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Accumulating evidence indicates that ER-stress-activated pathways, e.g. the unfolded protein response (UPR), lead to activation of various inflammatory processes, such as the acute-phase response (APR) and those instigated by transcriptional factors like NF-κB and AP-1. ER stress-mediated inflammation has been found to be associated with several diseases, such as obesity, type 2 diabetes, intestinal bowel disease and cancer. The role of ER stress-mediated inflammation is not straightforward as it can vary from disease-promoting/supporting to disease-controlling depending upon the cell type or disease in focus. This makes therapeutic targeting of ER stress-mediated inflammation very challenging and tough. In this chapter, we discuss the biology of ER stress-induced inflammation, its role in various diseases, and the possibility of targeting it for therapeutic purposes.

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Chicago
Garg, Abhsihek D, Agnieszka Kaczmarek, Dmitri Krysko, and Peter Vandenabeele. 2012. “ER Stress and Inflammation.” In Endoplasmic Reticulum Stress in Health and Disease, ed. Patrizia Agostinis and Afshin Samali, 257–279. Dordrecht, The Netherlands: Springer.
APA
Garg, Abhsihek D, Kaczmarek, A., Krysko, D., & Vandenabeele, P. (2012). ER stress and inflammation. In P. Agostinis & A. Samali (Eds.), Endoplasmic reticulum stress in health and disease (pp. 257–279). Dordrecht, The Netherlands: Springer.
Vancouver
1.
Garg AD, Kaczmarek A, Krysko D, Vandenabeele P. ER stress and inflammation. In: Agostinis P, Samali A, editors. Endoplasmic reticulum stress in health and disease. Dordrecht, The Netherlands: Springer; 2012. p. 257–79.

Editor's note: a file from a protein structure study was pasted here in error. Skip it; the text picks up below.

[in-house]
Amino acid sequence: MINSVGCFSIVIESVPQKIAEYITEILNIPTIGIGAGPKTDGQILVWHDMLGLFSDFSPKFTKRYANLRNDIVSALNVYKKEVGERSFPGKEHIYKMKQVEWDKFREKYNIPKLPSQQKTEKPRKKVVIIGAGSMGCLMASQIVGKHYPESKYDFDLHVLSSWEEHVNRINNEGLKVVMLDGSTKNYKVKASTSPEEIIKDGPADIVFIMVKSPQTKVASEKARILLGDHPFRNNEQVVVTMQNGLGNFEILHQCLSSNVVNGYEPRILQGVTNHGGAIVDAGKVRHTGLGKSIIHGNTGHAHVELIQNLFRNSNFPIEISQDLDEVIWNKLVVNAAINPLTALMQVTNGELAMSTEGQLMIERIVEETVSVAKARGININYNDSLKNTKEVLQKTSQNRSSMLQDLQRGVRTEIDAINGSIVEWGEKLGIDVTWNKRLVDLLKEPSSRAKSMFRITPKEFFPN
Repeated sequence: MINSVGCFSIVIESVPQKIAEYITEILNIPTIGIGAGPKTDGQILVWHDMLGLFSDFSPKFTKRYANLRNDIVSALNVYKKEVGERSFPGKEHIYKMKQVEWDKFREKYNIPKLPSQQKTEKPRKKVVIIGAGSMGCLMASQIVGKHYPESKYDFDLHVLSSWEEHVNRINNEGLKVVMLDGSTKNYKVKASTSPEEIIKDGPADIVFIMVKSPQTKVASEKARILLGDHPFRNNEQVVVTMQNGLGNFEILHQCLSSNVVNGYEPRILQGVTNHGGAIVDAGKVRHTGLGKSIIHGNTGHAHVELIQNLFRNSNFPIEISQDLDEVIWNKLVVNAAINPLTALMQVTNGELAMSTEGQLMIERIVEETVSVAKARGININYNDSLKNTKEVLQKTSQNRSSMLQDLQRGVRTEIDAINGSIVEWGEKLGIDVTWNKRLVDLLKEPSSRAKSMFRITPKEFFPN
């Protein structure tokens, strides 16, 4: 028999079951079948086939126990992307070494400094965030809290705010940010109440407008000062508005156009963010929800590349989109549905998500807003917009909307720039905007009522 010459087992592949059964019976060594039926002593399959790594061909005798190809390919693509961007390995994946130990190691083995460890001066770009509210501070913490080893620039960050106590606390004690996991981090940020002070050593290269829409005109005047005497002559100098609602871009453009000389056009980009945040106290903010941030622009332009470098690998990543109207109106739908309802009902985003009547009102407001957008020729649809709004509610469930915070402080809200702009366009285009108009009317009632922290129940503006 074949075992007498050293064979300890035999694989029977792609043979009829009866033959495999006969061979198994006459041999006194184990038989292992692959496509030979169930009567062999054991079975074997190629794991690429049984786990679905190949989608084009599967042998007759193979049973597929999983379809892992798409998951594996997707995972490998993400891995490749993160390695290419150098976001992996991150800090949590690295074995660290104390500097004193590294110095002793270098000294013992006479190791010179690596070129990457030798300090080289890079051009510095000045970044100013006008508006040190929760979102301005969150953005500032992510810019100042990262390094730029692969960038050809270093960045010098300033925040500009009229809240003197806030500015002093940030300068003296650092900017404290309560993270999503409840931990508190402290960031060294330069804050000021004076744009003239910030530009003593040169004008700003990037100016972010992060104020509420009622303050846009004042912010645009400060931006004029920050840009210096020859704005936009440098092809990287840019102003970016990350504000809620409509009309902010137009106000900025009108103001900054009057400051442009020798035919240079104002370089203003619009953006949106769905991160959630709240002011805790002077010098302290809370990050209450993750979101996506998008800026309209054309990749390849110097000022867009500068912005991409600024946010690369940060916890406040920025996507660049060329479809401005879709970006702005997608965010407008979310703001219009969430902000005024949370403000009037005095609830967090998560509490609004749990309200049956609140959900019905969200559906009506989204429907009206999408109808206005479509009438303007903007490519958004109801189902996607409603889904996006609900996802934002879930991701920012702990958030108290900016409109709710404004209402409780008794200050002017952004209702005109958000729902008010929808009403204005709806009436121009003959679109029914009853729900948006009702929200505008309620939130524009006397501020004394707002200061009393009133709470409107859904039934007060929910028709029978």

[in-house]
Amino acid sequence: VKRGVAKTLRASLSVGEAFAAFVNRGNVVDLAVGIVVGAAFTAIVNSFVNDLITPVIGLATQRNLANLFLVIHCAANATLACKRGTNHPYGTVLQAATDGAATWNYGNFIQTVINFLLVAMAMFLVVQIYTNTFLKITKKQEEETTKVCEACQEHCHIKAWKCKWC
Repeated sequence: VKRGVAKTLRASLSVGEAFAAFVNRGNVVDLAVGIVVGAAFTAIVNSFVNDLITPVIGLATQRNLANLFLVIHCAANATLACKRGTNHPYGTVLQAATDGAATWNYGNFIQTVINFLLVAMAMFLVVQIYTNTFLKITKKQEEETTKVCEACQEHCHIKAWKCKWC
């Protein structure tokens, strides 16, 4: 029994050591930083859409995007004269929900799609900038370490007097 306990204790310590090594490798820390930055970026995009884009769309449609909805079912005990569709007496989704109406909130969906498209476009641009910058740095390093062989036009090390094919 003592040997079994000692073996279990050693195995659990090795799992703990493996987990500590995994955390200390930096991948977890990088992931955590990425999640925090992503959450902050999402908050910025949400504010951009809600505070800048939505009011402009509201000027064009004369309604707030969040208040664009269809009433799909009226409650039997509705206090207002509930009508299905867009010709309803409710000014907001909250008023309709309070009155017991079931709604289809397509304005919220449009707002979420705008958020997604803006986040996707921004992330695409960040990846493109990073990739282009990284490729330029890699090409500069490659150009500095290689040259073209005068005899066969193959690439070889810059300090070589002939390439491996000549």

MLA
Garg, Abhsihek D, Agnieszka Kaczmarek, Dmitri Krysko, et al. “ER Stress and Inflammation.” Endoplasmic Reticulum Stress in Health and Disease. Ed. Patrizia Agostinis & Afshin Samali. Dordrecht, The Netherlands: Springer, 2012. 257–279. Print.
@incollection{3039441,
  abstract     = {Accumulating evidence indicates that ER-stress-activated pathways, e.g. the unfolded protein response (UPR), lead to activation of various inflammatory processes, such as the acute-phase response (APR) and those instigated by transcriptional factors like NF-\ensuremath{\kappa}B and AP-1. ER stress-mediated inflammation has been found to be associated with several diseases, such as obesity, type 2 diabetes, intestinal bowel disease and cancer. The role of ER stress-mediated inflammation is not straightforward as it can vary from disease-promoting/supporting to disease-controlling depending upon the cell type or disease in focus. This makes therapeutic targeting of ER stress-mediated inflammation very challenging and tough. In this chapter, we discuss the biology of ER stress-induced inflammation, its role in various diseases, and the possibility of targeting it for therapeutic purposes.},
  author       = {Garg, Abhsihek D and Kaczmarek, Agnieszka and Krysko, Dmitri and Vandenabeele, Peter},
  booktitle    = {Endoplasmic reticulum stress in health and disease},
  editor       = {Agostinis, Patrizia and Samali, Afshin},
  isbn         = {9789400743502},
  language     = {eng},
  pages        = {257--279},
  publisher    = {Springer},
  title        = {ER stress and inflammation},
  url          = {http://dx.doi.org/10.1007/978-94-007-4351-9\_11},
  year         = {2012},
}

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